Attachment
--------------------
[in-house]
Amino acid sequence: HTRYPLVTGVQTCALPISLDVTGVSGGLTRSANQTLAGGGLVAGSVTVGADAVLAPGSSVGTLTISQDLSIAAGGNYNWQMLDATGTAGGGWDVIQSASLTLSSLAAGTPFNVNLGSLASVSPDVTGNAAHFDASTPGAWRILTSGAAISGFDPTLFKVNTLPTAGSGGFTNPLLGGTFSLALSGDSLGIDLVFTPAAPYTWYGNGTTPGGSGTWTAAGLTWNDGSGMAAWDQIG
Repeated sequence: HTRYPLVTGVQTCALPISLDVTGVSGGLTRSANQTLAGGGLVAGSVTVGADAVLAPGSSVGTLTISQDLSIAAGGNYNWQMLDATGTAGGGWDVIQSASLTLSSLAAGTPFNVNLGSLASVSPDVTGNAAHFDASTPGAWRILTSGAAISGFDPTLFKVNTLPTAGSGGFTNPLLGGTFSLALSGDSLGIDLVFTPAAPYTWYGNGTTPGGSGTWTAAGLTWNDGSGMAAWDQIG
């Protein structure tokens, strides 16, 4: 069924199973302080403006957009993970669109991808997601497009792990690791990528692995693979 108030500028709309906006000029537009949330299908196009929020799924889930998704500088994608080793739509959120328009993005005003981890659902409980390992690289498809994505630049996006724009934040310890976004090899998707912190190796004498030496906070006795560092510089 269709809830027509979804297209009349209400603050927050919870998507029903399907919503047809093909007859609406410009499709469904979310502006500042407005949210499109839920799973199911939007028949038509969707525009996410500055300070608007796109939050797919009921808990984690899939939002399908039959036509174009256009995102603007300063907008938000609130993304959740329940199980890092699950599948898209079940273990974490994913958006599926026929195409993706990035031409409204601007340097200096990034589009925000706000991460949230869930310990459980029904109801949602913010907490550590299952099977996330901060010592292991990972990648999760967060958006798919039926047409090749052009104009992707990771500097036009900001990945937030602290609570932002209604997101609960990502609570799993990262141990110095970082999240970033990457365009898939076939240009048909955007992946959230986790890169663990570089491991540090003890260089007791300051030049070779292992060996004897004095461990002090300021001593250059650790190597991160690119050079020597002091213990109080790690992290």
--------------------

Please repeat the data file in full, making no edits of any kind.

[in-house]
Amino acid sequence: HTRYPLVTGVQTCALPISLDVTGVSGGLTRSANQTLAGGGLVAGSVTVGADAVLAPGSSVGTLTISQDLSIAAGGNYNWQMLDATGTAGGGWDVIQSASLTLSSLAAGTPFNVNLGSLASVSPDVTGNAAHFDASTPGAWRILTSGAAISGFDPTLFKVNTLPTAGSGGFTNPLLGGTFSLALSGDSLGIDLVFTPAAPYTWYGNGTTPGGSGTWTAAGLTWNDGSGMAAWDQIG
Repeated sequence: HTRYPLVTGVQTCALPISLDVTGVSGGLTRSANQTLAGGGLVAGSVTVGADAVLAPGSSVGTLTISQDLSIAAGGNYNWQMLDATGTAGGGWDVIQSASLTLSSLAAGTPFNVNLGSLASVSPDVTGNAAHFDASTPGAWRILTSGAAISGFDPTLFKVNTLPTAGSGGFTNPLLGGTFSLALSGDSLGIDLVFTPAAPYTWYGNGTTPGGSGTWTAAGLTWNDGSGMAAWDQIG
């Protein structure tokens, strides 16, 4: 069924199973302080403006957009993970669109991808997601497009792990690791990528692995693979 108030500028709309906006000029537009949330299908196009929020799924889930998704500088994608080793739509959120328009993005005003981890659902409980390992690289498809994505630049996006724009934040310890976004090899998707912190190796004498030496906070006795560092510089 269709809830027509979804297209009349209400603050927050919870998507029903399907919503047809093909007859609406410009499709469904979310502006500042407005949210499109839920799973199911939007028949038509969707525009996410500055300070608007796109939050797919009921808990984690899939939002399908039959036509174009256009995102603007300063907008938000609130993304959740329940199980890092699950599948898209079940273990974490994913958006599926026929195409993706990035031409409204601007340097200096990034589009925000706000991460949230869930310990459980029904109801949602913010907490550590299952099977996330901060010592292991990972990648999760967060958006798919039926047409090749052009104009992707990771500097036009900001990945937030602290609570932002209604997101609960990502609570799993990262141990110095970082999240970033990457365009898939076939240009048909955007992946959230986790890169663990570089491991540090003890260089007791300051030049070779292992060996004897004095461990002090300021001593250059650790190597991160690119050079020597002091213990109080790690992290």